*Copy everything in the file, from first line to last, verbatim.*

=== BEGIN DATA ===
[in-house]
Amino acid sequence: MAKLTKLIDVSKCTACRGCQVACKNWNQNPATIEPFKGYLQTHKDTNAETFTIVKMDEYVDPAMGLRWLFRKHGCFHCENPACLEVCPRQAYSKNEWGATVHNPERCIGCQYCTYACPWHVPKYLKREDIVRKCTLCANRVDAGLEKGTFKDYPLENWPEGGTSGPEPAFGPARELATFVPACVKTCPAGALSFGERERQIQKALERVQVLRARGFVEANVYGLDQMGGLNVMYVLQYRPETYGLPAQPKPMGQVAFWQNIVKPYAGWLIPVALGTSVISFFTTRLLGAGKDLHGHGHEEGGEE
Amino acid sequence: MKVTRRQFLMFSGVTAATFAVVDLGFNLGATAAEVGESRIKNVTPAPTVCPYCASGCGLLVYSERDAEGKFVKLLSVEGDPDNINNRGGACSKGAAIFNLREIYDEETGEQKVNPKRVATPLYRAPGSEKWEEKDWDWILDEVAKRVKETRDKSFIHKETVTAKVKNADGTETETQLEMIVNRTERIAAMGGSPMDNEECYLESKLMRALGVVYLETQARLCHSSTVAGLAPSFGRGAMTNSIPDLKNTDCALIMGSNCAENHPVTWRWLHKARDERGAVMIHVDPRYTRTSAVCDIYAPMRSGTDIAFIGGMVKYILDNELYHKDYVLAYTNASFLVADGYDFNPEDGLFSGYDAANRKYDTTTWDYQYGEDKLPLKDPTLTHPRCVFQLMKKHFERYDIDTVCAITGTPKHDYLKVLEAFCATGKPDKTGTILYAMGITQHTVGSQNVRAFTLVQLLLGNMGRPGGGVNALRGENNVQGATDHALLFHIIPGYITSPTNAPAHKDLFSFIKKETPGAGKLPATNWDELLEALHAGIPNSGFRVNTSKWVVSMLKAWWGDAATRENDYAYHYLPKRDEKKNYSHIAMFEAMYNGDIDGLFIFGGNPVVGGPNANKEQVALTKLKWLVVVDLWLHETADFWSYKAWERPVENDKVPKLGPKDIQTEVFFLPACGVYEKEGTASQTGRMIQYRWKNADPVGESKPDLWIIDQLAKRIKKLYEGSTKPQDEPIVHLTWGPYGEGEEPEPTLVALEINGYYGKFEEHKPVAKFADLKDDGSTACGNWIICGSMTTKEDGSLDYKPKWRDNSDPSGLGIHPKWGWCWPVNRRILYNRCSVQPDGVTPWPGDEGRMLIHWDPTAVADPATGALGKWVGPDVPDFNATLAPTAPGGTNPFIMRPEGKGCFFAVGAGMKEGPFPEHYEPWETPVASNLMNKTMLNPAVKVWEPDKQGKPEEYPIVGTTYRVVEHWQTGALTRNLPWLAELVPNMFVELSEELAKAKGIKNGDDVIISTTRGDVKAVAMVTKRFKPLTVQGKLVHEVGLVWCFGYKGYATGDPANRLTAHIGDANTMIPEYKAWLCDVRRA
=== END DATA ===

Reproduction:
[in-house]
Amino acid sequence: MAKLTKLIDVSKCTACRGCQVACKNWNQNPATIEPFKGYLQTHKDTNAETFTIVKMDEYVDPAMGLRWLFRKHGCFHCENPACLEVCPRQAYSKNEWGATVHNPERCIGCQYCTYACPWHVPKYLKREDIVRKCTLCANRVDAGLEKGTFKDYPLENWPEGGTSGPEPAFGPARELATFVPACVKTCPAGALSFGERERQIQKALERVQVLRARGFVEANVYGLDQMGGLNVMYVLQYRPETYGLPAQPKPMGQVAFWQNIVKPYAGWLIPVALGTSVISFFTTRLLGAGKDLHGHGHEEGGEE
Amino acid sequence: MKVTRRQFLMFSGVTAATFAVVDLGFNLGATAAEVGESRIKNVTPAPTVCPYCASGCGLLVYSERDAEGKFVKLLSVEGDPDNINNRGGACSKGAAIFNLREIYDEETGEQKVNPKRVATPLYRAPGSEKWEEKDWDWILDEVAKRVKETRDKSFIHKETVTAKVKNADGTETETQLEMIVNRTERIAAMGGSPMDNEECYLESKLMRALGVVYLETQARLCHSSTVAGLAPSFGRGAMTNSIPDLKNTDCALIMGSNCAENHPVTWRWLHKARDERGAVMIHVDPRYTRTSAVCDIYAPMRSGTDIAFIGGMVKYILDNELYHKDYVLAYTNASFLVADGYDFNPEDGLFSGYDAANRKYDTTTWDYQYGEDKLPLKDPTLTHPRCVFQLMKKHFERYDIDTVCAITGTPKHDYLKVLEAFCATGKPDKTGTILYAMGITQHTVGSQNVRAFTLVQLLLGNMGRPGGGVNALRGENNVQGATDHALLFHIIPGYITSPTNAPAHKDLFSFIKKETPGAGKLPATNWDELLEALHAGIPNSGFRVNTSKWVVSMLKAWWGDAATRENDYAYHYLPKRDEKKNYSHIAMFEAMYNGDIDGLFIFGGNPVVGGPNANKEQVALTKLKWLVVVDLWLHETADFWSYKAWERPVENDKVPKLGPKDIQTEVFFLPACGVYEKEGTASQTGRMIQYRWKNADPVGESKPDLWIIDQLAKRIKKLYEGSTKPQDEPIVHLTWGPYGEGEEPEPTLVALEINGYYGKFEEHKPVAKFADLKDDGSTACGNWIICGSMTTKEDGSLDYKPKWRDNSDPSGLGIHPKWGWCWPVNRRILYNRCSVQPDGVTPWPGDEGRMLIHWDPTAVADPATGALGKWVGPDVPDFNATLAPTAPGGTNPFIMRPEGKGCFFAVGAGMKEGPFPEHYEPWETPVASNLMNKTMLNPAVKVWEPDKQGKPEEYPIVGTTYRVVEHWQTGALTRNLPWLAELVPNMFVELSEELAKAKGIKNGDDVIISTTRGDVKAVAMVTKRFKPLTVQGKLVHEVGLVWCFGYKGYATGDPANRLTAHIGDANTMIPEYKAWLCDVRRA